Linda McMahon Chronicles: Strange Tale of the Stamford Police and the ‘Benoit Wikipedia Hacker’ (Part 3)

PREVIOUS POSTS IN THIS SERIES

Introduction (January 28)

Everything They Didn’t Want to Know and Were Afraid to Ask (January 29)

THE TWO-STATE POLICE RECORDS STONEWALL

I remember that when my late uncle Sam Muchnick promoted pro wrestling in St. Louis, the security at his shows was run by off-duty cops. Where have you gone, Moose Mueller?

While researching my book about the Chris Benoit murder-suicide, I spoke with Captain Richard Conklin of the Stamford police about Matthew T. Greenberg, the “Benoit Wikipedia Hacker.” Conklin confirmed that over the years some of the guys on the force have moonlighted as private security at World Wrestling Entertainment shows.

Outrageous conflict of interest? Or run-of-the-mill community back-scratching? I think most reasonable observers would conclude the latter.

But with Linda McMahon, the former CEO of WWE, now running for the U.S. Senate, I’d like to know a little more about higher levels of go-along, get-along local politics. I’d like to know, for example, whether her and her husband Vince’s position among Stamford’s leading corporate citizens served them in the pinch in June 2007, once the world realized that the guy who had made a mysterious edit of Benoit’s Wikipedia biography happened to live in the company’s home city.

On that score, Captain Conklin didn’t exactly allay suspicions.

Conklin seemed like a nice fellow. And through his work with a private database of pharmacy crimes, called RxPatrol, he has enjoyed an extra-regional reputation in law enforcement circles. (One further note: 2008, the year of our contacts, was one of several last decade in which Conklin earned the distinction of the city’s highest paid employee; that year he grossed more than $276,000 with the help of accrued overtime.)

But when it came to the kid who had bewildered the world with a Benoit scoop, the only transparency Conklin emitted was transparent nonsense.

In our first conversation, Conklin described young Greenberg to me as a juvenile of 12 or 13. I have no idea why Conklin didn’t at least realize that I already knew Greenberg was a young adult of 19.

Conklin also went off on an irrelevant tangent about the Greenberg family’s “modest house.” The captain didn’t get around to mentioning, however, that Matthew’s father Steven worked for the City of Stamford, in the finance department.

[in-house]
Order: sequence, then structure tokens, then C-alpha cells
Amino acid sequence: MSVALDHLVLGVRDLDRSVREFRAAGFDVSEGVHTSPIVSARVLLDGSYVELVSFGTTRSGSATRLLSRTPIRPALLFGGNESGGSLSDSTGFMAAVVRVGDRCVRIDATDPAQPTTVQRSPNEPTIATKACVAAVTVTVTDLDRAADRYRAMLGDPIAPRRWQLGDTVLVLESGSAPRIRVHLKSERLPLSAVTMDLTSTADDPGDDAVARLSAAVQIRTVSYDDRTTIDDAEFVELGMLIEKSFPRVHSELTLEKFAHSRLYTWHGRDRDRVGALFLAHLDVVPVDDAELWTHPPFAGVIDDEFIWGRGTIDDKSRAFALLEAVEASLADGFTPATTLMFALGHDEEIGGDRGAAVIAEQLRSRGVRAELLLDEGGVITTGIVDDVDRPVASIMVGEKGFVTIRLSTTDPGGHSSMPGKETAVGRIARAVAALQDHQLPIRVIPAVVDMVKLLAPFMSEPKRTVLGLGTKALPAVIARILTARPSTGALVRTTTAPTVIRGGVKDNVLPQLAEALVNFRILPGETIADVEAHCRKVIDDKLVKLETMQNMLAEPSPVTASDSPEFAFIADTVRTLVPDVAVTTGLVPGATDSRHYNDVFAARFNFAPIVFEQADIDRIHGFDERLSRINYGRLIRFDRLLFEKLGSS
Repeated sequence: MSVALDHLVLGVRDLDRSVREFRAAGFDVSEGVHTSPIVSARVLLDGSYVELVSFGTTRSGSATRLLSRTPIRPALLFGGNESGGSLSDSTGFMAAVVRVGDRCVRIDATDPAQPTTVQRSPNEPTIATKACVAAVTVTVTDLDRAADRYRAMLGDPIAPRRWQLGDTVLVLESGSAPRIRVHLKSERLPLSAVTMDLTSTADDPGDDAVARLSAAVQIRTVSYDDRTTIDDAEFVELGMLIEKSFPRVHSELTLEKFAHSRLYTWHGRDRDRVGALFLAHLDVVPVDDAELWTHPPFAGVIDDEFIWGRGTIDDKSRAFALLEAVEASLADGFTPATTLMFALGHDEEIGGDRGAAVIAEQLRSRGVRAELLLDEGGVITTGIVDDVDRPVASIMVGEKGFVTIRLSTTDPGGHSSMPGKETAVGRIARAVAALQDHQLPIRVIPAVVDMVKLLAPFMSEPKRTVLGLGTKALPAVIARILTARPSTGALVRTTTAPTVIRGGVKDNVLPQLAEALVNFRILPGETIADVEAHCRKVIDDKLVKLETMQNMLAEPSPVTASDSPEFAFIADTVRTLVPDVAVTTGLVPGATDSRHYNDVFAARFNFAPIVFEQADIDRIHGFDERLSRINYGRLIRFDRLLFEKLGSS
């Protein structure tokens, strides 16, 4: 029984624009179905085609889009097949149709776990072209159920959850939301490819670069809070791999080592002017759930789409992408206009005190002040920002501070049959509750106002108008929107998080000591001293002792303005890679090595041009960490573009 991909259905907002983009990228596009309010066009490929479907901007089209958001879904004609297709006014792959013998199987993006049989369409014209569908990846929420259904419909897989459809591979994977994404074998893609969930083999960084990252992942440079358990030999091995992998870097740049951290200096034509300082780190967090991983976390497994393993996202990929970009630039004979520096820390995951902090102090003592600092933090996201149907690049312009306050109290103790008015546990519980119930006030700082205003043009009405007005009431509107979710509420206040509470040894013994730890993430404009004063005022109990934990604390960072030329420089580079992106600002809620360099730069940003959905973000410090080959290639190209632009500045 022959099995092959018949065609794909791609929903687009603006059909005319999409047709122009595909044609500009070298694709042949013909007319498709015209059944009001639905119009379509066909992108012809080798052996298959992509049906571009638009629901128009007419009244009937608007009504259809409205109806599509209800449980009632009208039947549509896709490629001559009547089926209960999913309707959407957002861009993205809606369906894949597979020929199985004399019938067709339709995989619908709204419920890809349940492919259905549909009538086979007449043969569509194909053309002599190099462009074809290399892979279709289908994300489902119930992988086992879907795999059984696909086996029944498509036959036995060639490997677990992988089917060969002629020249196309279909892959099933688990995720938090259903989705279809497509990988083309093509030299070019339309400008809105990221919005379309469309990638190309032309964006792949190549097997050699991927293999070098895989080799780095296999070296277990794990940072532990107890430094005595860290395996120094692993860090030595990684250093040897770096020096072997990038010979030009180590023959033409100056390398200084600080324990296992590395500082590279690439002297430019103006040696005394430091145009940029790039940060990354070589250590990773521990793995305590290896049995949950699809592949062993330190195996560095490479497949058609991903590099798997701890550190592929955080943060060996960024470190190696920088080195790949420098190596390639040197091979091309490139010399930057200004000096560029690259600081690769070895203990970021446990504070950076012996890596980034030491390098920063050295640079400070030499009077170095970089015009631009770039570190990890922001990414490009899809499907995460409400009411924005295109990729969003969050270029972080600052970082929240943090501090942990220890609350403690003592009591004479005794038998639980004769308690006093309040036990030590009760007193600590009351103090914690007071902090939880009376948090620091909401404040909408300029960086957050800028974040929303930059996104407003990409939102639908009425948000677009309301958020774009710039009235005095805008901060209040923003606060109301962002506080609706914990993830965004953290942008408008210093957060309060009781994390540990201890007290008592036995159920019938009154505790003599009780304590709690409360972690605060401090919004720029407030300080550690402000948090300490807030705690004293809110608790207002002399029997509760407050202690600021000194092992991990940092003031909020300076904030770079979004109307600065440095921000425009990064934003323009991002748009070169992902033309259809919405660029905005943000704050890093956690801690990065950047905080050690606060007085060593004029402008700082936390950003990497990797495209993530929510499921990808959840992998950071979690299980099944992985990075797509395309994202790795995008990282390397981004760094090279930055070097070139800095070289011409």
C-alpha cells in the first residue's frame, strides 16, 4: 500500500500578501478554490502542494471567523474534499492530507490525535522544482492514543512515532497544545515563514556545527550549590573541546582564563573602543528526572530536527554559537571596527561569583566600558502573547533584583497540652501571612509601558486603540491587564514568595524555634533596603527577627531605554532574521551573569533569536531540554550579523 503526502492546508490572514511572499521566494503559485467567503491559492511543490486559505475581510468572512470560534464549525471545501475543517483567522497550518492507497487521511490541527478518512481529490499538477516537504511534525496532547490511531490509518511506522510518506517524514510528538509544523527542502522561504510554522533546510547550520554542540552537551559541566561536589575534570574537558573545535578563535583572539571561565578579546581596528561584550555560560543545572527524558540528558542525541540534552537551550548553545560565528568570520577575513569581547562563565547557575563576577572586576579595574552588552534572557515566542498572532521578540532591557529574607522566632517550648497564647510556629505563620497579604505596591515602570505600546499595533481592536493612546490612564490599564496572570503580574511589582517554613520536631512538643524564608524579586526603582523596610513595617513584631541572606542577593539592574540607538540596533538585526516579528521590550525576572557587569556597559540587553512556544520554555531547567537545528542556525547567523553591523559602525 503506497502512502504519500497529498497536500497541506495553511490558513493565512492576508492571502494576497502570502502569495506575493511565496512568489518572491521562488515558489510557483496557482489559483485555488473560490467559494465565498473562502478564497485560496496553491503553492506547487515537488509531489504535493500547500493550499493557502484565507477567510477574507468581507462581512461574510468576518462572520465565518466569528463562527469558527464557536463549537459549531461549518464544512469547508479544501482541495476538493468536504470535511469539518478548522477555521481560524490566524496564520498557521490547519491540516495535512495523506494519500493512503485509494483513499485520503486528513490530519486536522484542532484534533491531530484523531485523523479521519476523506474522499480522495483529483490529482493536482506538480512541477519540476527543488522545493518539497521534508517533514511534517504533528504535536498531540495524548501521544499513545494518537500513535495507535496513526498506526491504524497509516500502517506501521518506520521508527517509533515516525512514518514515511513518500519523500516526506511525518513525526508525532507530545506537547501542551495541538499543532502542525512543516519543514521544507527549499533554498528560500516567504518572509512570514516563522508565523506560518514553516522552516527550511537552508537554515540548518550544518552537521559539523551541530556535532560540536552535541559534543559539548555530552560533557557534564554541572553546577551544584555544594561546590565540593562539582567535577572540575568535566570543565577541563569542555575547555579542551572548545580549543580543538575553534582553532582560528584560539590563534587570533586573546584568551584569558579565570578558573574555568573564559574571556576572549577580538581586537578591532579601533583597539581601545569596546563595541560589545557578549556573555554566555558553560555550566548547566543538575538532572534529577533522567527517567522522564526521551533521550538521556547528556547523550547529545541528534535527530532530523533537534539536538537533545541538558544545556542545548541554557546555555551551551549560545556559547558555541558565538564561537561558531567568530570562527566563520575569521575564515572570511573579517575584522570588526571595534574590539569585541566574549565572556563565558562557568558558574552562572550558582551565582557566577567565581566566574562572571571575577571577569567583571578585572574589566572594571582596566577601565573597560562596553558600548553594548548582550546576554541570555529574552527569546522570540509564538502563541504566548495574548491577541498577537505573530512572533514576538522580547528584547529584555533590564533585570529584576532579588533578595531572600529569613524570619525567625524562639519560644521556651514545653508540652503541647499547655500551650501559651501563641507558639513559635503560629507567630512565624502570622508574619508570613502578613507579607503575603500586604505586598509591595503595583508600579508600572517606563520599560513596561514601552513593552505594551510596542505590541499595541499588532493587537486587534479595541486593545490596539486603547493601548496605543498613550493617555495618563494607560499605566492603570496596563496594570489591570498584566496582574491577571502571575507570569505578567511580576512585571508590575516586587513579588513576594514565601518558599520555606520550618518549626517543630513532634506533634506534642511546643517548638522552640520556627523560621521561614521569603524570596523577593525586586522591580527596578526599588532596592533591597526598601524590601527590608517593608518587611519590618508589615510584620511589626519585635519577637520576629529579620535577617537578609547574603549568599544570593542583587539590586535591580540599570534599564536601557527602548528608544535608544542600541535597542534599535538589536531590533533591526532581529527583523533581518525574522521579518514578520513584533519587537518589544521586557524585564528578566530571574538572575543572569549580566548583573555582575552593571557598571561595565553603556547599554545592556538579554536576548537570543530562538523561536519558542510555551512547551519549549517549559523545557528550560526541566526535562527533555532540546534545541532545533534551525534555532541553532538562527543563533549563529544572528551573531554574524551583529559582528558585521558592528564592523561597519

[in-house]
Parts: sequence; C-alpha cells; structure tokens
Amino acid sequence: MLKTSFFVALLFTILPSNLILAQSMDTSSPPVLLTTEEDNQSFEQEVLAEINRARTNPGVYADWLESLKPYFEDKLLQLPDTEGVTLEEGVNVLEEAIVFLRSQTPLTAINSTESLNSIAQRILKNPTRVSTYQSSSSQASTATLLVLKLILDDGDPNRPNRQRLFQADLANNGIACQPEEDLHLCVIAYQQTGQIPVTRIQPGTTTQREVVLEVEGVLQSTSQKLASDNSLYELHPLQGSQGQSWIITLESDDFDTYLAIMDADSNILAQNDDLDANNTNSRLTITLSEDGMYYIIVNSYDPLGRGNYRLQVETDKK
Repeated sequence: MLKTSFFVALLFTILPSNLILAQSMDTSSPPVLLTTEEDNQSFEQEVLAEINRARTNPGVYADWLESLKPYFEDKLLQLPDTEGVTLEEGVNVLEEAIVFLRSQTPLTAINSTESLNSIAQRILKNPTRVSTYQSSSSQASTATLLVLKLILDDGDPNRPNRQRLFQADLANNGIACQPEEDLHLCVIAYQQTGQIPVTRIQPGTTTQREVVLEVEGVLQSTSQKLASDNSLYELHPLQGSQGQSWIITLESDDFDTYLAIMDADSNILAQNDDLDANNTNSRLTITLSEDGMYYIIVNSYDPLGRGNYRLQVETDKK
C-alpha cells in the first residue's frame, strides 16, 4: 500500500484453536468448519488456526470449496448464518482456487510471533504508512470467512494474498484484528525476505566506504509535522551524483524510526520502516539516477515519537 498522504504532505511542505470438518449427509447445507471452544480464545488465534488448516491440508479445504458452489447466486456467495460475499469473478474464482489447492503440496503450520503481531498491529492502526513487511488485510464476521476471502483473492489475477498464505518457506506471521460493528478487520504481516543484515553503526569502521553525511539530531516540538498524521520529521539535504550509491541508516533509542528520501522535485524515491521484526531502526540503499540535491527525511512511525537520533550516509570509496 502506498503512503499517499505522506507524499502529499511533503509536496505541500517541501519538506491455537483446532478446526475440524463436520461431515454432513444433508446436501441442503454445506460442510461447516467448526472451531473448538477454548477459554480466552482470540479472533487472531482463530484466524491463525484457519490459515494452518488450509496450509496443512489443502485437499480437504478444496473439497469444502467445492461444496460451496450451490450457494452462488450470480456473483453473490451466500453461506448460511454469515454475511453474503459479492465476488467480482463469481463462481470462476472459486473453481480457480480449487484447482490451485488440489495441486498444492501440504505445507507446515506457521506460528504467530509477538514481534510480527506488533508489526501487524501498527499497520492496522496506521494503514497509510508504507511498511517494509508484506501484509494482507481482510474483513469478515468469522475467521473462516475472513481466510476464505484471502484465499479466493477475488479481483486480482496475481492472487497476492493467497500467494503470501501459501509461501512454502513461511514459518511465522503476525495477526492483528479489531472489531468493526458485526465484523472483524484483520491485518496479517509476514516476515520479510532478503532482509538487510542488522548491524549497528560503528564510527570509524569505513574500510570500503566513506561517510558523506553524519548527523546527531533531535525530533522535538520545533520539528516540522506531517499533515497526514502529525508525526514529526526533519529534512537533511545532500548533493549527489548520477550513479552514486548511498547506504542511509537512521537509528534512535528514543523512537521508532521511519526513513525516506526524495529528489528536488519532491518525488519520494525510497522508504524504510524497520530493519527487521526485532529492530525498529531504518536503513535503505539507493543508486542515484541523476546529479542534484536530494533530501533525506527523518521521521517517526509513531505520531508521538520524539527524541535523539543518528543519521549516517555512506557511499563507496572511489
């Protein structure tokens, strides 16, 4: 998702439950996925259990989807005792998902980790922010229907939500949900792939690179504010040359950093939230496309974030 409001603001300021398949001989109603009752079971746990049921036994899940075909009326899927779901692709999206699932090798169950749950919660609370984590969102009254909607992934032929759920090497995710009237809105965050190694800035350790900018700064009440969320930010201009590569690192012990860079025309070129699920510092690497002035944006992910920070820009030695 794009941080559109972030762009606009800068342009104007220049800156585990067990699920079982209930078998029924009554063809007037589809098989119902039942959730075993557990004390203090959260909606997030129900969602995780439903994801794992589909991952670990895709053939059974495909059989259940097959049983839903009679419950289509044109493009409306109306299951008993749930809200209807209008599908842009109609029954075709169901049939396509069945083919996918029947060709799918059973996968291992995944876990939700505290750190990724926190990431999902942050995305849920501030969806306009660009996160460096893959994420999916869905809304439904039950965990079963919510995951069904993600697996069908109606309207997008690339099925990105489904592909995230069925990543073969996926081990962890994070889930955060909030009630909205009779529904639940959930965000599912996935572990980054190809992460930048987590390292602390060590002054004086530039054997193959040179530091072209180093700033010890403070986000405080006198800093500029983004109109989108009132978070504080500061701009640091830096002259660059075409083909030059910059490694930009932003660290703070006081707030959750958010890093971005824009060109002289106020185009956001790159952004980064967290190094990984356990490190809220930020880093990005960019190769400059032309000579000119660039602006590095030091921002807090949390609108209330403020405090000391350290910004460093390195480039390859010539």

It gets worse. As noted in the previous post in this series, the report on the Benoit case by the Fayette County Sheriff’s Office in Georgia either erred or lied in suggesting that it was based on a viewing of the video of the Greenberg interrogation conducted by Stamford Detective Tim Dolan (as well as on what turned out to be a slapdash examination of the kid’s computer by a Darien detective, Chester Perkowski).

After some bureaucratic bobbing and weaving, Fayette County admitted to me that the only video in its possession was a snippet, which abruptly cut off after three minutes. Evidently, the Stamford cops had exhumed Rose Mary Woods – the secretary for President Nixon who “accidentally” erased incriminating Watergate tapes audio – to work on that task.

“Our original is OK,” Captain Conklin assured me. “I think they’ve requested [another] copy [in Georgia].”

Well, the Fayette County authorities artfully refused to confirm that. So I applied directly to the Stamford police for the video.

And the department said no. In a ludicrous argument nowhere supported in administrative or judicial case law, Captain Tom Wuennemann asserted that “voluntary statements” to police were exempt from Connecticut’s Freedom of Information Act, even in closed cases.

I appealed to the state Freedom of Information Commission – which, I am delighted to say, proved highly competent and helpful. A hearing was scheduled for November 2008. On the virtual eve of my trip to Hartford, Stamford gave up and released the video. The case was dismissed.

The rest is YouTube history.

All this is explained in Chapter 9 of CHRIS & NANCY: The True Story of the Benoit Murder-Suicide and Pro Wrestling’s Cocktail of Death. On March 25, I will be reading from the book, answering questions, and autographing copies at Borders in Stamford.

I hope former Mayor Dan Malloy drops by. Malloy, as you know, endorsed Governor Jodi Rell’s nomination of Linda McMahon to the state Board of Education, and now is running for governor himself. If Hizzoner comes, I hope he brings along Captains Conklin and Wuennemann.

But after jerking me around for months before making me waste a $50 cancellation fee for my airplane ticket, these distinguished public servants had better not be looking for comps.

NEXT (series conclusion): Key to Stamford Police/Wikipedia Story Is What WWE’s Hedged Timeline Reveals About Its Corporate Culture of Death


Irv Muchnick

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